Solve the equation: One dead math genius, plus one dour daughter, multiplied by a budding mathematician and a well-to-do sister, divided by a plot twist or two. The answer materializes into the play “Proof.”
This weekend, the University’s Department of Theater will present “Proof,” a play by David Auburn. “Proof” won the Tony Award for Best Play and the Pulitzer Prize for drama in 2001. The play will be performed on Oct. 3, 4, 7, 8 and 9 at 7:30 p.m. and on Sunday, Oct. 5 at 2:30 p.m. in the Inge Theater. Advance tickets are $10 for KU students and $15 at the door. Tickets for adults are $15, $14 for seniors, and $10 for children.
“Proof” is directed by Amanda Boyle, a third-year PhD student from Lenexa. Casey McNamara did the scenic design and the lighting and costume designs were done by Jenifer Harmon. Both are second year Master of Fine Arts in scenography students from Kansas City, Mo.
“Proof” tells the story of Catherine, the 25 year-old daughter of Robert, a recently-deceased mathematical genius. Catherine cared for her father through his debilitating mental illness and believes she may have inherited both his brilliant mathematical mind and mental instability. Hal, one of Robert’s ex-students, discovers a monumental mathematical proof in Robert and Catherine’s house. Catherine then claims she wrote the proof herself, not Robert. The plot plays out as Catherine tries to prove authorship and reclaim control of her life.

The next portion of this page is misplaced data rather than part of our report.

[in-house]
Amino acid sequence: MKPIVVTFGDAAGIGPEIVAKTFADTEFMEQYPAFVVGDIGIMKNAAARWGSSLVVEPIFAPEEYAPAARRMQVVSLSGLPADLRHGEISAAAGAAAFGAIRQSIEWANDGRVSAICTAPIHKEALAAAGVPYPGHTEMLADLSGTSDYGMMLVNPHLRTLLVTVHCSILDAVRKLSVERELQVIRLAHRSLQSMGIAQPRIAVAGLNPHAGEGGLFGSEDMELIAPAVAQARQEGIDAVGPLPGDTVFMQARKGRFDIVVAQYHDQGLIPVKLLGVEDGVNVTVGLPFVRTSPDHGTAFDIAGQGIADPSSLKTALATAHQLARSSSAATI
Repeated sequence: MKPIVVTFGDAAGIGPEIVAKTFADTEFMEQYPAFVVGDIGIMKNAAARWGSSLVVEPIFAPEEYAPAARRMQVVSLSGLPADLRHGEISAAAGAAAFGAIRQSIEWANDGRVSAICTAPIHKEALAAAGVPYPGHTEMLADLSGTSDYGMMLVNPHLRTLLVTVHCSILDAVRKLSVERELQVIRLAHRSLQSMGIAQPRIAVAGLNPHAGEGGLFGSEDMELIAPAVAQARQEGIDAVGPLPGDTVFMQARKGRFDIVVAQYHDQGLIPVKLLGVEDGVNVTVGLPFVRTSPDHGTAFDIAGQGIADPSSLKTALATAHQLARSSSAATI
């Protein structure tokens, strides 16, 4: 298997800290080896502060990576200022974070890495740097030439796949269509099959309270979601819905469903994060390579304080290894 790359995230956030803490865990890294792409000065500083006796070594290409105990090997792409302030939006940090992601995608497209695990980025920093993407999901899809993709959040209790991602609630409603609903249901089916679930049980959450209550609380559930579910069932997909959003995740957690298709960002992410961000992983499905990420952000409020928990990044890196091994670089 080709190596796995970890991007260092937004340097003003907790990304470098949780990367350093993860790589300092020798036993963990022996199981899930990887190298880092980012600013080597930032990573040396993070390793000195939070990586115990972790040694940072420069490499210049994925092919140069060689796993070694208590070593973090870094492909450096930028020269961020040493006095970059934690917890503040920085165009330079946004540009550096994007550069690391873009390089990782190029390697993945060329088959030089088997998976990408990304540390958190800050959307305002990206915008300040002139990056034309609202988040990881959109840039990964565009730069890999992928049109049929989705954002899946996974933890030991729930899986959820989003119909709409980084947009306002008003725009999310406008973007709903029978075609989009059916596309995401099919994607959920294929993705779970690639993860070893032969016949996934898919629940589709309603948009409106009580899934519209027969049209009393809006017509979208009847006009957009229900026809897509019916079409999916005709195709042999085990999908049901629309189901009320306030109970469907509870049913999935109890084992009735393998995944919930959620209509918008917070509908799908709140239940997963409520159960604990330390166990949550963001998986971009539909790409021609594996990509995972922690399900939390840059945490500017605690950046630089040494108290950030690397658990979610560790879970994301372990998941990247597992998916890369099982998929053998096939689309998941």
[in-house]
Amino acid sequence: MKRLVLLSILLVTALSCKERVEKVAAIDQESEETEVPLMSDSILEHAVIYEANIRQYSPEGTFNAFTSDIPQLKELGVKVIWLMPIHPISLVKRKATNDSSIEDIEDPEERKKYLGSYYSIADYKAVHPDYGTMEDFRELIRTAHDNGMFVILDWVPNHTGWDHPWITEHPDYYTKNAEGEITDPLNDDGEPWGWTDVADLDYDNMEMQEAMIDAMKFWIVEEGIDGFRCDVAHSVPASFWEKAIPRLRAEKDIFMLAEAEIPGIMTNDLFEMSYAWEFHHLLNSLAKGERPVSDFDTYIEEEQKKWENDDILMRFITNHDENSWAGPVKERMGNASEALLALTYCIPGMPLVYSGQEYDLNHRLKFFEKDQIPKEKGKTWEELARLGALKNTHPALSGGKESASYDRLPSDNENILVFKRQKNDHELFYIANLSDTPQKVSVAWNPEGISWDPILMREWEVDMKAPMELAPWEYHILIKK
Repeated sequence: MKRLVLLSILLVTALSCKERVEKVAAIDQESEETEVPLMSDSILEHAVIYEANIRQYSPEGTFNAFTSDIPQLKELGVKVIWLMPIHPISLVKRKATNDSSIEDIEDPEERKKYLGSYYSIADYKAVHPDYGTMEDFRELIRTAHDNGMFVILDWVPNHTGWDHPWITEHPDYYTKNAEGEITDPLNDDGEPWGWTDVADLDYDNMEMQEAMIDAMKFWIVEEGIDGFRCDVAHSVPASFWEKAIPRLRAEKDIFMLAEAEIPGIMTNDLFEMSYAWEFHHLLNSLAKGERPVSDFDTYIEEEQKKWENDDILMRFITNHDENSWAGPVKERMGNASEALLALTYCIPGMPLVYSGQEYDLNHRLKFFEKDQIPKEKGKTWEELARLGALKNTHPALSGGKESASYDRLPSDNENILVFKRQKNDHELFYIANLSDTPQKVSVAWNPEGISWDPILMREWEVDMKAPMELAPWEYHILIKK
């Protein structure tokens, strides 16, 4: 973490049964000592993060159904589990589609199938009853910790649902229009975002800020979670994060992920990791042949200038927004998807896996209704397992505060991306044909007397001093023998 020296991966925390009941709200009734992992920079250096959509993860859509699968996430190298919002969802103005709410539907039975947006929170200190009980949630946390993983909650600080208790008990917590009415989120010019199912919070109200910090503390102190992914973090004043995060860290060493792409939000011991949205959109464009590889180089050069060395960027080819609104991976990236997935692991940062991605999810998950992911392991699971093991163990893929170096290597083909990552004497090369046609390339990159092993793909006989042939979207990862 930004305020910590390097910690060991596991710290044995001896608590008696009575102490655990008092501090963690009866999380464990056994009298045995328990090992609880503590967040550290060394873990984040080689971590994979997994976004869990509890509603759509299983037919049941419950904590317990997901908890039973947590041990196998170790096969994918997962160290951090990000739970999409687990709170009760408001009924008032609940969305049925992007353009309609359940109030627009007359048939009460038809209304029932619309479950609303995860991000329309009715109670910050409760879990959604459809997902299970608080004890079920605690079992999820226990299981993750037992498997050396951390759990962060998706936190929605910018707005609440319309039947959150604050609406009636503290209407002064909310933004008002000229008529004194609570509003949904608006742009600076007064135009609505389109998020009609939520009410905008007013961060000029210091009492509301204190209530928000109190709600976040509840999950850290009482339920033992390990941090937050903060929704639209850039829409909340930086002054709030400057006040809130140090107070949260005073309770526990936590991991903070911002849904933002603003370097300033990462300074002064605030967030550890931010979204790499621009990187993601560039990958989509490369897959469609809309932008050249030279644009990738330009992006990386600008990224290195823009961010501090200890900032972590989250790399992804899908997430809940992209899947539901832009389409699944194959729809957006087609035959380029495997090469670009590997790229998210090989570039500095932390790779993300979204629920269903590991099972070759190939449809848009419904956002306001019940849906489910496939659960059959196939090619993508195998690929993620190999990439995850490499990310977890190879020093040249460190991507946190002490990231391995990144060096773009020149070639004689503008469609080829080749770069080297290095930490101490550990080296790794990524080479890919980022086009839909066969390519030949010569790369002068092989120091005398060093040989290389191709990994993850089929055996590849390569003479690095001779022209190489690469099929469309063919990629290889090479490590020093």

Boyle said “Proof” is very realistic in the fact that there’s no real villain or hero, everyone is both good and bad. “When I sum it up, I say (the play) is about relationships, family, mental illness and the line between genius and insanity,” Boyle said.
“Proof” has a cast of only four actors. Boyle said the show has no small roles and that she needed four strong, talented, hardworking students. She feels very lucky to have people that were willing to jump in. Since it’s such a small cast, Jaelyn Glennemeier, a freshman from Rose Hill, said she has gotten to know everyone really well and she enjoys working with them.
To check the accuracy of the play, Boyle brought in professors from the University’s math department. “The way they talked about their passion for their work and the beauty that they find in math is very similar to the way we view theater,” Boyle said. “We often think of math as being very clinical, but it’s not. Talking with them made the play a little more human and real for us.”
— Edited by Drew Parks